Article Post

The Inevitable Evolution From a Claim-Based to an Event-Based Response

October 1, 2021 | By: Yasser Korany, Mario Delorme and Mazen Habash


The Reality of Climate Change

In the past few years, the frequency and intensity of extreme weather events have left very little doubt that our climate has indeed changed drastically. Extreme weather events that used to happen once in a lifetime have become more frequent and are now accepted as the new normal. Regrettably, these events bring an unprecedented level of destruction to structures and facilities and often overwhelm owners, property managers, and insurers. The catastrophic damage inflicted on the city of Barrie, Ontario this past July by six EF-2 strength tornados is one recent example.

The insurance industry has long recognized the impact of climate change and subsequent extreme weather events on the volume and size of insurance claims. In response, nearly all major insurers have created a centralized unit dedicated to handling claims arising from extreme weather events with names such as National Catastrophe Claims and National Catastrophe Response Team, commonly referred to as CAT units.

While the creation of such centralized units has afforded some added level of coordination, for the most part, responses to these events remained within the traditional claim-based model. This is primarily due to the absence of pre-assembled teams comprised of forensic engineers and restoration professionals with the capacity to handle multiple claims concurrently.  In this article, an alternate Event-Based Response Model is presented to allow for more efficient and cost-effective handling of the sudden spike in claims that arise from an extreme weather event.

The Transformation From Coordinated to Integrated Services

Our experience has shown that northern, rural, and smaller towns and cities usually bear the brunt of extreme weather events. Local engineers and contractors in these communities can quickly become overwhelmed with the sheer volume of insurance claims arising from a single major weather event and, as a result, some losses may remain unattended for several days. As members of the forensic engineering industry, we fully recognize how important it is, and how challenging it is, for insurers to expediently respond to and fully mitigate extreme weather losses. Loss mitigation and cost control in the wake of an extreme weather event requires the rapid deployment of ready-to-respond teams.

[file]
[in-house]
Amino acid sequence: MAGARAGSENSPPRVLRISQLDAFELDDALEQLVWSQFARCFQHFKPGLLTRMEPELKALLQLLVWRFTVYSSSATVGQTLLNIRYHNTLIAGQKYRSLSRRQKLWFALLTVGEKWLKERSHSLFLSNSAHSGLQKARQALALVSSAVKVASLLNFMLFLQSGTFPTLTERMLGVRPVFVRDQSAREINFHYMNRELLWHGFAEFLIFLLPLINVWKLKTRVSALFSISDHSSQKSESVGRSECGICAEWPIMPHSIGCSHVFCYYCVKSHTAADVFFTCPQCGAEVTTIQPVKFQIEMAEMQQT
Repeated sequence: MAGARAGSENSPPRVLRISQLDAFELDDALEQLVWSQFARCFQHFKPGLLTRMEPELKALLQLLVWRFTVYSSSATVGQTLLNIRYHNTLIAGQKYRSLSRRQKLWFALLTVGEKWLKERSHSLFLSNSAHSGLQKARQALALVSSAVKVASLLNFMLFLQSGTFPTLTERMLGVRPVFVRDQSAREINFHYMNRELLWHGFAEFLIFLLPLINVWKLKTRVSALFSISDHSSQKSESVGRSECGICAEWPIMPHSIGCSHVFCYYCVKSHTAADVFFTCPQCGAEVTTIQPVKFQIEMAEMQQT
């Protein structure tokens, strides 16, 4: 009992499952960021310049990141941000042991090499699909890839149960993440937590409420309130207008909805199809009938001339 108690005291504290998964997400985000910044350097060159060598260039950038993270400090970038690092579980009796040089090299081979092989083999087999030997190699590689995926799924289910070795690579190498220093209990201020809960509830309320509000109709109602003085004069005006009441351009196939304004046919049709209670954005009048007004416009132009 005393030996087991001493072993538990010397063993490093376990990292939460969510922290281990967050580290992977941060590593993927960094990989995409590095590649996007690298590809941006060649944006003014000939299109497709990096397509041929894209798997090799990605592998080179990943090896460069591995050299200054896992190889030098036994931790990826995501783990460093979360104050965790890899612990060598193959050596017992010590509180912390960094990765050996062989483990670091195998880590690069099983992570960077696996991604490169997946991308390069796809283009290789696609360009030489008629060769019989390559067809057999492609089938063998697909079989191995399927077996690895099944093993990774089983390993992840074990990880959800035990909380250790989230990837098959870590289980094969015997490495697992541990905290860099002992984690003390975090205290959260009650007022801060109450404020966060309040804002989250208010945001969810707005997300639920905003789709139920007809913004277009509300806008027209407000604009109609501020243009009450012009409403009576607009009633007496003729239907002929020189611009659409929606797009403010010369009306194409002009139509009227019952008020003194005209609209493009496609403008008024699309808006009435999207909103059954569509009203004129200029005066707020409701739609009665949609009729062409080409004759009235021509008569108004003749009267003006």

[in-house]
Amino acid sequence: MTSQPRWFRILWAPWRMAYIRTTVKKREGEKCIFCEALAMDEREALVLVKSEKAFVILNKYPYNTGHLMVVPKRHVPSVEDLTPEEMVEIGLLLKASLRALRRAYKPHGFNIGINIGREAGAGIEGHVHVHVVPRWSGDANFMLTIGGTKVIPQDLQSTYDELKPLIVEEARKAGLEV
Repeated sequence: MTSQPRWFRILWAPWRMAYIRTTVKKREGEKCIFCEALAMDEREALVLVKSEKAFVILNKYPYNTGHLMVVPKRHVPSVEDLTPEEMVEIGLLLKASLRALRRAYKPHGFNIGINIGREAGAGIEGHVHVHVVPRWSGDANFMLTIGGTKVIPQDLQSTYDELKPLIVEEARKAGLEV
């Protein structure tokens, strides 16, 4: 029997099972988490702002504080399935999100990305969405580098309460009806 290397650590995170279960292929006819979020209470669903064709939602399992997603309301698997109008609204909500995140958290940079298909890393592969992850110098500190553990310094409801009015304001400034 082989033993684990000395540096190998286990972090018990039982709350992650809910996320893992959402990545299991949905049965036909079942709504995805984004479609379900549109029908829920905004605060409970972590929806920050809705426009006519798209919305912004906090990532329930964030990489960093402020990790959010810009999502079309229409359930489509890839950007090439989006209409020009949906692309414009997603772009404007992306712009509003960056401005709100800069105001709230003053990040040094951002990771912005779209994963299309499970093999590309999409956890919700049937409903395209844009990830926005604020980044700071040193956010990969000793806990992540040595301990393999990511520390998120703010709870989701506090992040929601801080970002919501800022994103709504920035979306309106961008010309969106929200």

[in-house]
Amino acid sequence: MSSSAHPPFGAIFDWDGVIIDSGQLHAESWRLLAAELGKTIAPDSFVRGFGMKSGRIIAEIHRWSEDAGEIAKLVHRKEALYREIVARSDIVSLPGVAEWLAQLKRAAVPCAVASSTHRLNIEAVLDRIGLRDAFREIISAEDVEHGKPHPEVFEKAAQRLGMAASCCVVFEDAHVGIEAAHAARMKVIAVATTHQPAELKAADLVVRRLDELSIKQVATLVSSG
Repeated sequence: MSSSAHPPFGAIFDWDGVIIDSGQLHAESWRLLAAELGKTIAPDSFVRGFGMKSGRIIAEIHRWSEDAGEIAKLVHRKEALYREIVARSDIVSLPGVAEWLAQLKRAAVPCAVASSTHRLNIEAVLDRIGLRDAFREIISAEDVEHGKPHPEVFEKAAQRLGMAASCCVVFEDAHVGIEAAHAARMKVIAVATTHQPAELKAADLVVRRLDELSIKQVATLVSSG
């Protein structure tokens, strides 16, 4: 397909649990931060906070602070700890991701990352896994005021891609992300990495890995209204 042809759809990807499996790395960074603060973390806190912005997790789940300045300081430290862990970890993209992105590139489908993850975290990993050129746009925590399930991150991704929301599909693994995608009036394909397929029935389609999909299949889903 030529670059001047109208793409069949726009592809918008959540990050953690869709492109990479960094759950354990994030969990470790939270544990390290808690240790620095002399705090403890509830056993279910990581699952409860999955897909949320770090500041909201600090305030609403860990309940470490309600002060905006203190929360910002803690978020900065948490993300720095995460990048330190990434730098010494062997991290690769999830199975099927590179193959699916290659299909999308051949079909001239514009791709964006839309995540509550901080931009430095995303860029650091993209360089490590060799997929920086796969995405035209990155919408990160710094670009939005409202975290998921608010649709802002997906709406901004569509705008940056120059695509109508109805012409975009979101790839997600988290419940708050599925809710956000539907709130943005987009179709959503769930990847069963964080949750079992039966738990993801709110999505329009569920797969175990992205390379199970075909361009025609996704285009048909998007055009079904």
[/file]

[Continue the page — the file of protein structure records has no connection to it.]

Through partnerships with restoration contractors, we propose the development of Rapid Response Integrated Teams that specialize in handling multiple claims from a single extreme weather event. Each Rapid Response Integrated Team would consist of a forensic structural engineer, a drone pilot, an estimator, and a restoration project manager. This quartet would ensure a seamless evaluation-mitigation-estimation process and allow for immediate determination of the size of the loss based on whether the damage is repairable or complete reconstruction is necessary.  In addition to traditional forensic engineering services, the Rapid Response Integrated Team would provide the following much-needed services:

  • Prompt initial assessment reports on the condition of the impacted properties, including the foundation where accessible, to determine whether a structure is repairable or must be entirely demolished and reconstructed for safety reasons and/or cost-effectiveness.
  • A preliminary environmental assessment to identify any hazardous building materials that could potentially impede loss mitigation and repair efforts.
  • Immediate emergency and mitigation instructions to restoration crews and on-site hand-drawn schematics for temporary shoring and weather protection enclosures.